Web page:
• The objective is to ensure comprehensive care and protection of children in a sustained manner, enable their wellbeing through health insurance, empower them through education and equip them for self-sufficient existence with financial support on reaching 23 years of age.
  • The scheme offers a corpus of Rs. 10 lakh to each of these children from the PM CARES fund.
  • This corpus will be used to give a monthly stipend from 18 years of their age, for the next five years and on reaching the age of 23 years, he or she will get the corpus amount as one lump-sum for personal and professional use.

Continuation of “National Means-cum-Merit Scholarship (NMMSS)” for next five years

  • The government has approved the continuation of the National Means-cum-Merit Scholarship (NMMSS) for a period of five years i.e. from 2021-22 to 2025-26.

About  NMMSS

  • Nodal Ministry: Launched in 2008-09 by Ministry of Education
  • Type: Central Sector Scheme
  • Aim: To award scholarships to meritorious students of economically weaker sections to deter them from dropping out at class VIII and encourage them to continue their education at the secondary stage.
  • Intended Beneficiaries: The scheme envisages the award of one lakh fresh scholarships every year to selected students of class IX and their continuation/renewal in classes X to XII for study in a State Government, Government-aided and Local body schools.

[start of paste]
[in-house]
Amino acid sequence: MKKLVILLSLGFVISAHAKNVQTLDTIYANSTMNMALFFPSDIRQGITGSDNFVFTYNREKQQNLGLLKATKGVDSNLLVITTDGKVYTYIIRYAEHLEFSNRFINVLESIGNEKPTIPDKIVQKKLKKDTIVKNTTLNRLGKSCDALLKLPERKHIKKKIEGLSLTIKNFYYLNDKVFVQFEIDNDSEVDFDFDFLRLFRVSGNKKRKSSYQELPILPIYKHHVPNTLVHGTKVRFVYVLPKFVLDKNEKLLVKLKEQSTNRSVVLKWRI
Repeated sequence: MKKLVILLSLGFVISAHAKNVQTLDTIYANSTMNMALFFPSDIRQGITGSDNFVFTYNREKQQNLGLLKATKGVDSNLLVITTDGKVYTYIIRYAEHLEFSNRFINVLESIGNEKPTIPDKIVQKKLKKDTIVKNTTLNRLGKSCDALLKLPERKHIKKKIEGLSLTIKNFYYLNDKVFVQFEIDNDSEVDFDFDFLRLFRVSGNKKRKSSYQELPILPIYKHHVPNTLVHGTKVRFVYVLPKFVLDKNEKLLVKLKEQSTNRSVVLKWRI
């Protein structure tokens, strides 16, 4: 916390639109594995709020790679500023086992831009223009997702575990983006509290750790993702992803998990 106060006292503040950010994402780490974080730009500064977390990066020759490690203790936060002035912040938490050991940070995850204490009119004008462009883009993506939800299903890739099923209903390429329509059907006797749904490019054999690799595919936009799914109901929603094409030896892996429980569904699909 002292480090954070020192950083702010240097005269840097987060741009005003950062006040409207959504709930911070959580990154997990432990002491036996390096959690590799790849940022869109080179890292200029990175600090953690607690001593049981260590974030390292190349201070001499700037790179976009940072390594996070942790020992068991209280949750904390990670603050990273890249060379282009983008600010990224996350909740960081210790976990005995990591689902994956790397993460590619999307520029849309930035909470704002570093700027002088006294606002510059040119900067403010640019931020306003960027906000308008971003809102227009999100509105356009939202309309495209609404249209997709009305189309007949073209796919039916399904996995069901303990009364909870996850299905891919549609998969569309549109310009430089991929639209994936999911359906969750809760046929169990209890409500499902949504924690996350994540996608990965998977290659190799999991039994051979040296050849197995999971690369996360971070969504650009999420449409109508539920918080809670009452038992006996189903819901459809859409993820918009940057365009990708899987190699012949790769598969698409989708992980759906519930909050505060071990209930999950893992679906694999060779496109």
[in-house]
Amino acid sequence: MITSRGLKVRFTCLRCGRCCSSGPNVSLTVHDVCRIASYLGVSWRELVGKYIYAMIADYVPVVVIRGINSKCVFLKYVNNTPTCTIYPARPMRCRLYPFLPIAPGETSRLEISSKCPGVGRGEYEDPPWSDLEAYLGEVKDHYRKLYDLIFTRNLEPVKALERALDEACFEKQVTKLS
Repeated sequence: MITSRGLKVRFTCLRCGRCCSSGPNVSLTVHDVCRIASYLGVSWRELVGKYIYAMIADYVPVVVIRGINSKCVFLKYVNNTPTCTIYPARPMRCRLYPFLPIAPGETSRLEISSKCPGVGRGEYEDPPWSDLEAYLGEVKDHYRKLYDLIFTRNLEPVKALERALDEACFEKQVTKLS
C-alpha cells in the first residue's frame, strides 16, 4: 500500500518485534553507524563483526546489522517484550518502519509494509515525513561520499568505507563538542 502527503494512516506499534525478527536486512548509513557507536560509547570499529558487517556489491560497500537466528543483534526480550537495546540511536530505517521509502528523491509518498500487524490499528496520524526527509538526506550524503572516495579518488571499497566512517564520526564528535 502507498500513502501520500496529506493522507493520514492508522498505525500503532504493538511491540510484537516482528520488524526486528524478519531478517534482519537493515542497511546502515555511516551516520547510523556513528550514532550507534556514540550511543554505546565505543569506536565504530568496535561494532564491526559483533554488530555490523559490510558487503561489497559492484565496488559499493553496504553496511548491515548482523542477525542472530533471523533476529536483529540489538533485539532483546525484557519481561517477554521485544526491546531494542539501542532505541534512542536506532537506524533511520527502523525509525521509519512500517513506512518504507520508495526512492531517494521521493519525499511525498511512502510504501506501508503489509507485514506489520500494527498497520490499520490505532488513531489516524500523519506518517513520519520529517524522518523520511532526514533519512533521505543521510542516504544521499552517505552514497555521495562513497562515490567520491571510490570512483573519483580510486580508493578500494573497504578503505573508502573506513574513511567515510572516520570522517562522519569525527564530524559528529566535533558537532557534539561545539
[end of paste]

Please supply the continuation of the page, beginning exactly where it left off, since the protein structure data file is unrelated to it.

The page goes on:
• Scholarship Amount: An amount of Rs. 12000 (Rs.1000/- per month) per student per annum.
  • Selection of Students: Students are selected for award of scholarships through an examination conducted by the State/ UT Governments. Scholarships are disbursed directly into the bank accounts of students by electronic transfer through Public Financial Management System(PFMS) following DBT mode.
  • Eligibility criteria to appear in selection test:
    • Students whose parental income from all sources is not more than Rs.3.5 lakh per annum are eligible to avail of the scholarships.